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The reaction of consumer spending and debt to tax rebates: Evidence from consumer credit data

Annamaria Lusardi () and Olivia Mitchell

No 2008/01, CFS Working Paper Series from Center for Financial Studies (CFS)

Abstract: We use a new panel dataset of credit card accounts to analyze how consumer responded to the 2001 Federal income tax rebates. We estimate the monthly response of credit card payments, spending, and debt, exploiting the unique, randomized timing of the rebate disbursement. We find that, on average, consumers initially saved some of the rebate, by increasing their credit card payments and thereby paying down debt. But soon afterwards their spending increased, counter to the canonical Permanent-Income model. Spending rose most for consumers who were initially most likely to be liquidity constrained, whereas debt declined most (so saving rose most) for unconstrained consumers. More generally, the results suggest that there can be important dynamics in consumers' response to 'lumpy' increases in income like tax rebates, working in part through balance sheet (liquidity) mechanisms.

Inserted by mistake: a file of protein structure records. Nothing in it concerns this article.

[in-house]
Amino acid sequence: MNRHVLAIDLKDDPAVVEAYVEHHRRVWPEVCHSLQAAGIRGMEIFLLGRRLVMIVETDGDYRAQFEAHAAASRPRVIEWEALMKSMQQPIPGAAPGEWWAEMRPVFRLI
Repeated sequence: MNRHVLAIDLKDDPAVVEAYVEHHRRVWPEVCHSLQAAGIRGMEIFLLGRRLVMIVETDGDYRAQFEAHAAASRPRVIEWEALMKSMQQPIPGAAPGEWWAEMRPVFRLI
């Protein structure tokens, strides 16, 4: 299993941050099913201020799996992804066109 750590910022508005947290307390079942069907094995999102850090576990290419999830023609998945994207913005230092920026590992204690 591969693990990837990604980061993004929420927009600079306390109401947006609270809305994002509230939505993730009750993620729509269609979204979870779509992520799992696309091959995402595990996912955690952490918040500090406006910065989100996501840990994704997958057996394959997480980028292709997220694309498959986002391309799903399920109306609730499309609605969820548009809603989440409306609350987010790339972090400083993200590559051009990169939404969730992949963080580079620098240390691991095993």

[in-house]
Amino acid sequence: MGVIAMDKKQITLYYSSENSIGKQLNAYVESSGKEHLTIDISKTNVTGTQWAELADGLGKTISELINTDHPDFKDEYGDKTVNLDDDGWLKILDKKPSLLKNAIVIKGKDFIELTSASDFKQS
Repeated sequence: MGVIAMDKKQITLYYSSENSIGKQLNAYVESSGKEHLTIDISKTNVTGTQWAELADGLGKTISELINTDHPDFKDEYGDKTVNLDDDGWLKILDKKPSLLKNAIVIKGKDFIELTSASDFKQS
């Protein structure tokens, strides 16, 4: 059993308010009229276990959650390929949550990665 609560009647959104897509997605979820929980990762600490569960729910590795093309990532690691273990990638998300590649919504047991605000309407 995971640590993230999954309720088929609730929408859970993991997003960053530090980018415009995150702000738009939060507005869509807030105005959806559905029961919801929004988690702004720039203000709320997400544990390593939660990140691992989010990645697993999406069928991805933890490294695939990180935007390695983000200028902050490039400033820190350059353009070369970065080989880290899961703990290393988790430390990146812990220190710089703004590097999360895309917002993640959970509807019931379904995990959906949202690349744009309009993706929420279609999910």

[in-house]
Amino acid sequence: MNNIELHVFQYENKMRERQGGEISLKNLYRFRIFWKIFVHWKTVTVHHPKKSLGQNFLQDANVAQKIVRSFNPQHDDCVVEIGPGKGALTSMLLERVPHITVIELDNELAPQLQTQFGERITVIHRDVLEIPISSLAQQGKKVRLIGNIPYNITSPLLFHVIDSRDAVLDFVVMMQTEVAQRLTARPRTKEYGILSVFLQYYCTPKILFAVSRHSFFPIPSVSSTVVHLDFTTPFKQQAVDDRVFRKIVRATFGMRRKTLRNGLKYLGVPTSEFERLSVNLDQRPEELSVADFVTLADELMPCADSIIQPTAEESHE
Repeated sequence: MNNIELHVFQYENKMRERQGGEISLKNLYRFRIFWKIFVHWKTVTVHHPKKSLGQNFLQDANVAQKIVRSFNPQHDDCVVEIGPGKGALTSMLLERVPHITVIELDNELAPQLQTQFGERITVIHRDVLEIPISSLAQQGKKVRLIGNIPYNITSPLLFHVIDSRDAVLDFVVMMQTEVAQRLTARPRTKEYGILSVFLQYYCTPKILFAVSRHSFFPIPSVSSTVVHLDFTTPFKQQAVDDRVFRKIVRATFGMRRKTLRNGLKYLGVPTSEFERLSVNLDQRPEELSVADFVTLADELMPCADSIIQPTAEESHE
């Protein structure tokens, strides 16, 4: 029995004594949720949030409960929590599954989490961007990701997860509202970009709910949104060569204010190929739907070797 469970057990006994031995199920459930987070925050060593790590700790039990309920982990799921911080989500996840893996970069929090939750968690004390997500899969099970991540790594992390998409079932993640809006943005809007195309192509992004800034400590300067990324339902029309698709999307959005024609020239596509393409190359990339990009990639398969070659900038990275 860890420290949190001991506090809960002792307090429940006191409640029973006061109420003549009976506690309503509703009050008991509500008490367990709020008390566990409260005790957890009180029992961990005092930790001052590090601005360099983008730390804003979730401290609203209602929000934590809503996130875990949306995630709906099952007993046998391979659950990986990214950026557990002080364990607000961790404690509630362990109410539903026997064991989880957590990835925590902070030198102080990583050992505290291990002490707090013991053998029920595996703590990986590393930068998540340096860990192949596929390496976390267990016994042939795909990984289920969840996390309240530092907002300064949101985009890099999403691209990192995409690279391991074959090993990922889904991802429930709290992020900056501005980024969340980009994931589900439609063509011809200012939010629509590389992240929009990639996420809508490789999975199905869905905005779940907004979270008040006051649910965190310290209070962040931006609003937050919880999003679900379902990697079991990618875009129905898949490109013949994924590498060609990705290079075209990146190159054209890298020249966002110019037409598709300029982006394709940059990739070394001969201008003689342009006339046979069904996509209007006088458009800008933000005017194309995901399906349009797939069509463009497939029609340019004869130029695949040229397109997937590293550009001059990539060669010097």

Keywords: Consumption; Saving; Life-Cycle Model; Permanent-Income Hypothesis; Liquidity Constraints; Fiscal Policy; Tax Cuts; Tax Rebates; Windfalls; Credit Cards; Consumer Credit; Consumer Balance Sheets; Household Finance (search for similar items in EconPapers)
JEL-codes: D91 E21 E51 E62 G2 H31 (search for similar items in EconPapers)
Date: 2007
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